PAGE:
A Luscious Fever
by Matt Blackett
October 31, 1996
Luscious Jackson burst on to music scene in 1992 with the release of their EP In Search of Manny. The all female quartet combine funk, rock and jazz into their music. Et Cetera met with exhausted members Vivian Trimble (keyboards) and Kate Schellenbach (drums) last Friday.
Et Cetera: When Luscious Jackson first came out the media pegged you as female Beastie Boys. Do you feel you have shaken that image?
Kate: I should hope so. I think when someone new comes out there is a need to tag them. We were hard to describe and I think the Beastie Boys tag was very obvious to use: similar sounds like funk, hip-hop and samples, and we are on their Grand Royal label and my past with them [Kate was the original drummer for the Beastie Boys]. But I don’t think it’s accurate. I think that comparison is less likely to happen with this record.
Et Cetera: But how important is the association with them?
Kate: Being on a label that is run by someone who is in a band is very important because they have empathy for tours, schedules, recording, what it’s like to create music…
Vivian: They really help us in terms of things they have already done, places they’ve been. Their advice is great.
Kate: They give us time and space. If Mike D tells gives us a suggestion it has weight rather than someone in a record company that has never been in a band or doesn’t know what it’s like to tour.
Vivian: Like this promo tour…
Et Cetera: Are you dissatisfied about this tour?
Vivian: Only in the sense that I feel this promotional tour was put together by people who have never ever been out on the road … They forgot to leave in time for sleep. We play late shows. We don’t work nine to five jobs. We work until three a.m. To catch a nine o’clock flight means we get three or four hours of sleep. That adds ups and before you know it you’re shot. When you think you’re touring for a year or a year and a half you have to pace it.
Et Cetera: What did you hear about Toronto regarding the city shutdown before you got here today?
Vivian: We heard there would be traffic jams, road closures, no transportation, Customs and Immigration were part of the strike, that we’d spend ten hours at the airport,
Et Cetera: But it was the exact opposite…
Vivian: It was fabulous! The only thing that happened was a there was a couch in the middle of the highway and all the cars had to swerve around it…
Kate:…cuz the couch picker-uppers were on strike, too. (Vivian laughs)
Et Cetera: Your new CD, Fever In Fever Out, has a trippy, deeply grooved sound to it. Was the experience of recording it as trippy and groovy as the CD sounds?
Vivian: Sometimes, and sometimes not. A lot of things happened in the mix. But our stuff has had the trippy sound to it so we continued with that general flavor.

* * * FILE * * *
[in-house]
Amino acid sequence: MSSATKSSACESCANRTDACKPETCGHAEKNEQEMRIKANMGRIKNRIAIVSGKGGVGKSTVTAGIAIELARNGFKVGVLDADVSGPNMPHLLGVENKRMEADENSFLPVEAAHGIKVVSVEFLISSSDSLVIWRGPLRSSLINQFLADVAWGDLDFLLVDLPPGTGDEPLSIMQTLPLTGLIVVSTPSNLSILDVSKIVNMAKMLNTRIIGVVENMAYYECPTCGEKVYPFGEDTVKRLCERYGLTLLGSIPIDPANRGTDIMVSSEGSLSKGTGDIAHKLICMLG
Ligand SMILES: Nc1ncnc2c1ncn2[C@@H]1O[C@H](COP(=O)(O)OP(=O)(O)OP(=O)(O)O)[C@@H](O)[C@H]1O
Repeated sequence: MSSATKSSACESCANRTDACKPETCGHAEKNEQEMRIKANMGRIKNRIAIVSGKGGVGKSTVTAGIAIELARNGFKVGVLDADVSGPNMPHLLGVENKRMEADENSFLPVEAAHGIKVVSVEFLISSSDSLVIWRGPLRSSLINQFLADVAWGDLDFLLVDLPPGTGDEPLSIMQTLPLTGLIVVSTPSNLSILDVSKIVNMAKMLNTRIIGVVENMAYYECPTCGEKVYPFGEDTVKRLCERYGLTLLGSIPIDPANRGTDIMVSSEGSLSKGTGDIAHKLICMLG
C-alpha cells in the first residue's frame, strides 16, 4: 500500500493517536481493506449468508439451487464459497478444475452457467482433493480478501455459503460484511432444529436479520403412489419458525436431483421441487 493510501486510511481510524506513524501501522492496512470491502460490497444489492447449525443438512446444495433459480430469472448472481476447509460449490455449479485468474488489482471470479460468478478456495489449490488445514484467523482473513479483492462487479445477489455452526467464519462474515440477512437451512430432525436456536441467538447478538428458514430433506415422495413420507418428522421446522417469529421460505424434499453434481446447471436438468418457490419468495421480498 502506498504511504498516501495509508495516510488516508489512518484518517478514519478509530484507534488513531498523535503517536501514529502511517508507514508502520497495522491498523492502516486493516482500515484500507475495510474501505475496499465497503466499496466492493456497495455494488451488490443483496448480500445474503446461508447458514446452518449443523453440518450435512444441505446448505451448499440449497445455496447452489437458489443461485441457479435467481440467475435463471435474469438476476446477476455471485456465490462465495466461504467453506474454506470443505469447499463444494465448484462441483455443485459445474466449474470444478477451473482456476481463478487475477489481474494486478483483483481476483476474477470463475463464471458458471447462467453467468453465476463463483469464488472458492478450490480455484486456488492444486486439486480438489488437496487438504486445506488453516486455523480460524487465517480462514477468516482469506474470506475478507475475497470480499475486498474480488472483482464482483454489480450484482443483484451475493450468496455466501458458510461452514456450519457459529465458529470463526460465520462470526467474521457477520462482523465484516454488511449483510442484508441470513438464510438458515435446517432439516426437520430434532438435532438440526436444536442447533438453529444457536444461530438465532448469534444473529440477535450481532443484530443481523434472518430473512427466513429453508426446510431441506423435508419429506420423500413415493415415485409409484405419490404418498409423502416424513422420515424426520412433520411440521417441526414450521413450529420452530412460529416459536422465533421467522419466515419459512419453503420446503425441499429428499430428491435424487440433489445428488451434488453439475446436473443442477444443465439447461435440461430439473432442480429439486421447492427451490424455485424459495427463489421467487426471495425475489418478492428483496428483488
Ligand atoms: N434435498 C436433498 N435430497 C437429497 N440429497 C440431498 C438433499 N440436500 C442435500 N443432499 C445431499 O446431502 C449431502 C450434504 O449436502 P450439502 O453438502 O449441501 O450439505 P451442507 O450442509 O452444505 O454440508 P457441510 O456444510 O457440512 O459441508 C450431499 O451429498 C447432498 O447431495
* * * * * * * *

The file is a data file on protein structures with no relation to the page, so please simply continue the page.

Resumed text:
Et Cetera: Fever…. was recorded in three different spots; two studios in New York and at producers Daniel Lanois’s house in New Orleans. Do the attitudes and moods of your songs reflect where they were recorded?
Kate: Kinda. The first round [of songs] done at my house were loose and we were getting down our jams. In New Orleans, we entered a whole new atmosphere that was very below sea level. At Baby Monster [Studio] we felt we needed some upbeat songs like “Under Your Skin” and “Naked Eye” [the first released single].
Et Cetera: Did you feel rushed to put out Natural Ingredients after the success of In Search of Manny?
Kate: The recording process got interrupted during Natural Ingredients. It was spread out over a long time. But with Fever… we set aside large chunks of time to record. We had a month off between my place and New Orleans.
Et Cetera: What do you do between recording sessions? It must be weird going from two or three weeks of intense recording to doing nothing for a month…
Vivian: We did laundry. Hung out with friends. Played basketball. Got into trouble. Got arrested.
Kate: Nothing worth talking about (laughing).
Et Cetera: How important is it for you as musicians to do side projects [Vivian is in Ko-Stars with Jill Cunniff and Kate is in Ladies Who Lunch with girlfriend and Breeders bassist Josephine Wiggs]?
Vivian: It think its always a good idea. The [Luscious Jackson] CD is coming out now and we could be on the road for a year so it becomes a grind. So it’s kinda fun to step away from it with someone else…
Kate: … And sometimes you get interested in a particular type of music that you want to express yourself with but may not be appropriate for Luscious Jackson.
Et Cetera: It that what happened with Ko-Stars?
Vivian: We wrote these songs that were more like country songs while we were on tour. And it became a lot of fun. We had some time off in the summer of ’95 so we recorded the songs.
Et Cetera: The media has picked Alanis Morisette to represent the strong female voice in popular music. While there are other bands and artists, like yourself, that write, play and perform your music and are twice as opinionated and talented…
Kate: I don’t know anybody that enters the arena thinking they are going to represent women in general. If they want to be a pop star and have someone write their songs more power to them. Hopefully that’ll be enough for them and they’ll live happily ever after. There are different types of entertainers in the world; Frank Sinatra never wrote a song but was a great crooner and interpreter of music. Then there are people like Bob Dylan; you can’t call his voice nice but was a great song writer. Hopefully we fall in between Frank and Bob.
Et Cetera: What’s so luscious about Luscious Jackson?
Kate: …our blood-shot eyes, the black bags under my eyes, Vivian’s comatose demeanor.
Reprinted without permission, if you want something taken down, just ask and i’ll oblige
©1996-2007 The Luscious Jackson Source